In the Blue Ridge Mountains of Virginia, Milkman, who is used to seeing women carrying purses, is struck by the lack of possessions women carry with them: no purses, keys, wallet, etc. He has arrived in this place by trying to track down the town where Pilate lived: it’s called Shalimar, not Charlemagne, as Circe had previously told him. After leaving Pennsylvania, he bought a cheap car and has begun to enjoy his travels. In Shalimar, his car breaks down. While he waits for the car to be fixed, he rests at Solomon’s General Store. As he speaks to the owner of the store, Mr. Solomon, he learns that someone from Michigan drove to Shalimar looking for him; Milkman realizes that Guitar must have come to the store, and thinks that he must be in trouble.
As Milkman goes further along in his quest, he becomes less and less focused on material things. At this point, however, he’s a fish out of water — he can’t believe how un-materialistic other people are (which is, of course, a way of saying that he’s too materialistic). As selfish as Milkman’s behavior has been in the preceding chapters, we get a reminder that he’s loyal to his friends the point of naiveté — he doesn’t suspect any foul play from Guitar whatsoever.
As Milkman walks outside the General Store thinking of Guitar, he sees children playing and chanting a nursery rhyme about Solomon. He remembers that he never played so happily when he was a child, and this makes him think of getting in a fight as a boy and being rescued by Guitar. Guitar beat up the four boys who were attacking Milkman, and then lent Milkman his baseball cap so that he could wipe the blood off of himself; when Milkman was finished doing this, Guitar put his cap back on his head.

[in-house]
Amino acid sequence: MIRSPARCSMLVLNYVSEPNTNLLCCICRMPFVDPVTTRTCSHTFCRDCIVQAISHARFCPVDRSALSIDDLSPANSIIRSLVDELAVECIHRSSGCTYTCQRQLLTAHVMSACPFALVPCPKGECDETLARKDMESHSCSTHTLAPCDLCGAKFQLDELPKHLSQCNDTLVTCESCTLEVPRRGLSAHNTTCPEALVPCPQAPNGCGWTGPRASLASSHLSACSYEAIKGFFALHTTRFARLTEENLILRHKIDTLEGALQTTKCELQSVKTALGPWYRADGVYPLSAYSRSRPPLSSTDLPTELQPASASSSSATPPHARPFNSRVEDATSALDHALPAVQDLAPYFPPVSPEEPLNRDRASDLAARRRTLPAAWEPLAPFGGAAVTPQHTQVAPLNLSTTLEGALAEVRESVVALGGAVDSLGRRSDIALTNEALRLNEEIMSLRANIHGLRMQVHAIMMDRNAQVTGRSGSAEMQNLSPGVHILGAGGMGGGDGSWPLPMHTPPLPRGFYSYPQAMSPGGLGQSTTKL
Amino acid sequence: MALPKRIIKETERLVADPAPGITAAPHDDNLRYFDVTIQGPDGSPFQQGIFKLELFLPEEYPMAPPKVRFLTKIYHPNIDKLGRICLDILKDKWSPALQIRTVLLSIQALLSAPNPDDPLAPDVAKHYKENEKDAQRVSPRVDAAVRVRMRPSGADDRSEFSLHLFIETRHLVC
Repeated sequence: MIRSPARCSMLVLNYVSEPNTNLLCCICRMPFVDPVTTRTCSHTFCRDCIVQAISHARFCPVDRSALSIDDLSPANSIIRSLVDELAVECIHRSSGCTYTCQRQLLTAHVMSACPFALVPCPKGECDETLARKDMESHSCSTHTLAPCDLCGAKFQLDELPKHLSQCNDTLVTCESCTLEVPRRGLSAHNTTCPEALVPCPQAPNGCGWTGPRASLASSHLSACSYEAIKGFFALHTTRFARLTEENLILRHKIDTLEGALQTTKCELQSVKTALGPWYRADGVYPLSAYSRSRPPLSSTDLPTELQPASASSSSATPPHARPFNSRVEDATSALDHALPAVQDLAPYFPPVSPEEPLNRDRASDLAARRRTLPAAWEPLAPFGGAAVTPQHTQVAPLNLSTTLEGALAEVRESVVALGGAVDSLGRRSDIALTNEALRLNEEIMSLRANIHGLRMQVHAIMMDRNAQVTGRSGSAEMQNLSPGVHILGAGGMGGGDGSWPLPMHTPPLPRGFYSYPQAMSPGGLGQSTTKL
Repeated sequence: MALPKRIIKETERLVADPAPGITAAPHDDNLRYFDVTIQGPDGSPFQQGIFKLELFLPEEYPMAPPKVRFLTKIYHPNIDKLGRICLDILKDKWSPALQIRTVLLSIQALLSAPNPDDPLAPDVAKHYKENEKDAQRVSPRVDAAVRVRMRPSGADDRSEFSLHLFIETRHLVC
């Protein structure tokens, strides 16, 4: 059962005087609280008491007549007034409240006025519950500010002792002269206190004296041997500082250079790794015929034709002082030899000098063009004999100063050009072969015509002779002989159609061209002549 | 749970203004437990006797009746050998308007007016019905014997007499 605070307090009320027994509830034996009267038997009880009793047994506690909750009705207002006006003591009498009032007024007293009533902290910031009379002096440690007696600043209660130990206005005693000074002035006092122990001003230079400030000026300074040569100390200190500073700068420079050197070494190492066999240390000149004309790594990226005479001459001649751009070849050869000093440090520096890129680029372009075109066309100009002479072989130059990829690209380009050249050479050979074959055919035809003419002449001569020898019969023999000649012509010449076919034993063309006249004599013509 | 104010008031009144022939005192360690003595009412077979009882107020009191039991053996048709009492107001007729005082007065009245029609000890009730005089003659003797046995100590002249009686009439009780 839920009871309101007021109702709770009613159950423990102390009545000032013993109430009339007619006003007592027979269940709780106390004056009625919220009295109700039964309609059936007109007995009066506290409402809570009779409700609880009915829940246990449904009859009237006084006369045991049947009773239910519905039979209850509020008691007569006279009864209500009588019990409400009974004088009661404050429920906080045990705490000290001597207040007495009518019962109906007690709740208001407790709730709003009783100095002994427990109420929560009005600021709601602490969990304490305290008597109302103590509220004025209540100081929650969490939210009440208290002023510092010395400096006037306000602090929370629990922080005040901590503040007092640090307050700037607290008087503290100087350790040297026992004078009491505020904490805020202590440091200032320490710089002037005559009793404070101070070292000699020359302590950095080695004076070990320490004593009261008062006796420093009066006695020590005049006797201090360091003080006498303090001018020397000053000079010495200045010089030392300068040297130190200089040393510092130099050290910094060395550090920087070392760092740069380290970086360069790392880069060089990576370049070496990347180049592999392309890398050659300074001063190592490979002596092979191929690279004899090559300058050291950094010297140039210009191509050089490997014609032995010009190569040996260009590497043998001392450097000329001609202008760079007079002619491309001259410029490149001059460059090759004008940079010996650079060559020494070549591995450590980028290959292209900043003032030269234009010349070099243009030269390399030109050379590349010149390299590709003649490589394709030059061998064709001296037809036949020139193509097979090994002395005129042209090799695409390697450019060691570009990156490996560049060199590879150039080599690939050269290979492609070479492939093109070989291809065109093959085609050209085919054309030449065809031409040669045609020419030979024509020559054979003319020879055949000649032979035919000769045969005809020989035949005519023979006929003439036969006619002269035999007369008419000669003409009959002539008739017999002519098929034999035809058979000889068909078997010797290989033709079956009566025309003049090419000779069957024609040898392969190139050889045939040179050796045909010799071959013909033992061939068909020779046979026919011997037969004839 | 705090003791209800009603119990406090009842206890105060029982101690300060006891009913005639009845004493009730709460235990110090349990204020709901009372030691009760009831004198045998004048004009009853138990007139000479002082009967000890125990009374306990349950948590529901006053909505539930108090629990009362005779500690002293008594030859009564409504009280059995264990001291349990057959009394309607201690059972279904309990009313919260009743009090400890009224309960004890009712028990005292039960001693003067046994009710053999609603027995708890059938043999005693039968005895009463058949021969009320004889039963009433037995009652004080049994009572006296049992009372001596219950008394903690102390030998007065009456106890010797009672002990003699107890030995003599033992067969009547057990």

The memory of Guitar running to Milkman’s defense is supposed to be soothing to Milkman — a reminder that Guitar is always looking out for him, even with the odds against him — but as Morrison conveys it, it’s more properly described as terrifying. One gets the sense that Guitar loves to fight more than he loves Milkman.
Milkman walks back into the General Store, and makes the mistake of complimenting the women of the town on their beauty. Mr. Solomon becomes hostile, and tells Milkman that there are no places to stay in town. Milkman also remarks that he might have to buy a new car; this makes the other men regard him as a rich snob. One of the men in the store, Saul, picks a fight with Milkman, and pulls a knife on him; Milkman fights back, but winds up with cuts on his face and hand. Mr. Solomon breaks up the fight, and Saul leaves the store.
One common trait of all the places Milkman travels to is their patriarchal culture — the men are extremely protective and possessive of their women, to the point where even a (fairly innocent-seeming compliment) provokes the townspeople. Milkman also comes to grasp how much of an outsider his wealth makes him — it’s really his comment about the car, not the women, that sets Saul over the edge.